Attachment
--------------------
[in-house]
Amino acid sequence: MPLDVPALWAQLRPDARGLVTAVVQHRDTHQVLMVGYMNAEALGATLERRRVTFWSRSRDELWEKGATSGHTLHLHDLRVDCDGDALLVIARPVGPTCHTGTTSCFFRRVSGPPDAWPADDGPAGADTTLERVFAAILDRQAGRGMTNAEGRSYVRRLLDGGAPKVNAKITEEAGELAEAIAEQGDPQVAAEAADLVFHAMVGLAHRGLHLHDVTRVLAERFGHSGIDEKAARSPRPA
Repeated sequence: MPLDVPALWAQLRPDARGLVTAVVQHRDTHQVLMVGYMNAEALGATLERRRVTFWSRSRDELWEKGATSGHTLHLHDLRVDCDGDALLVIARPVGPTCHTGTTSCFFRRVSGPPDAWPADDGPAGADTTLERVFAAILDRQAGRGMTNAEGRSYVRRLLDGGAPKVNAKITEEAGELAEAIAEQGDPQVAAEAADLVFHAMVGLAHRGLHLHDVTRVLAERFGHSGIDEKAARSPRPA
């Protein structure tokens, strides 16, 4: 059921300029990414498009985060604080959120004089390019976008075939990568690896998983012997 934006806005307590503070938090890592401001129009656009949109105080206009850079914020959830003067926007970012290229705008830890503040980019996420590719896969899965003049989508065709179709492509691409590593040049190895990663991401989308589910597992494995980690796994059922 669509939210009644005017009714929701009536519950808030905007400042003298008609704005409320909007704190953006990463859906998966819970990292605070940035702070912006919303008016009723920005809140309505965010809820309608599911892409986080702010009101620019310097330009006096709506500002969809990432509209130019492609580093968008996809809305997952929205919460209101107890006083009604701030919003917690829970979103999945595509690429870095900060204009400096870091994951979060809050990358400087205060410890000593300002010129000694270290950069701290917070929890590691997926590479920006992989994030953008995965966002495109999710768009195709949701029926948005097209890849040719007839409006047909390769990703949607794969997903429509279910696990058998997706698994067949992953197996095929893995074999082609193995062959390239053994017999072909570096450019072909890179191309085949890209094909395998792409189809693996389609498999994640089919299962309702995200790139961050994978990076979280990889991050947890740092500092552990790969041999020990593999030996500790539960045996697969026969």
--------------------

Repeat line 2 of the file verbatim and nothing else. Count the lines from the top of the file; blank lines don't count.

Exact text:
Amino acid sequence: MPLDVPALWAQLRPDARGLVTAVVQHRDTHQVLMVGYMNAEALGATLERRRVTFWSRSRDELWEKGATSGHTLHLHDLRVDCDGDALLVIARPVGPTCHTGTTSCFFRRVSGPPDAWPADDGPAGADTTLERVFAAILDRQAGRGMTNAEGRSYVRRLLDGGAPKVNAKITEEAGELAEAIAEQGDPQVAAEAADLVFHAMVGLAHRGLHLHDVTRVLAERFGHSGIDEKAARSPRPA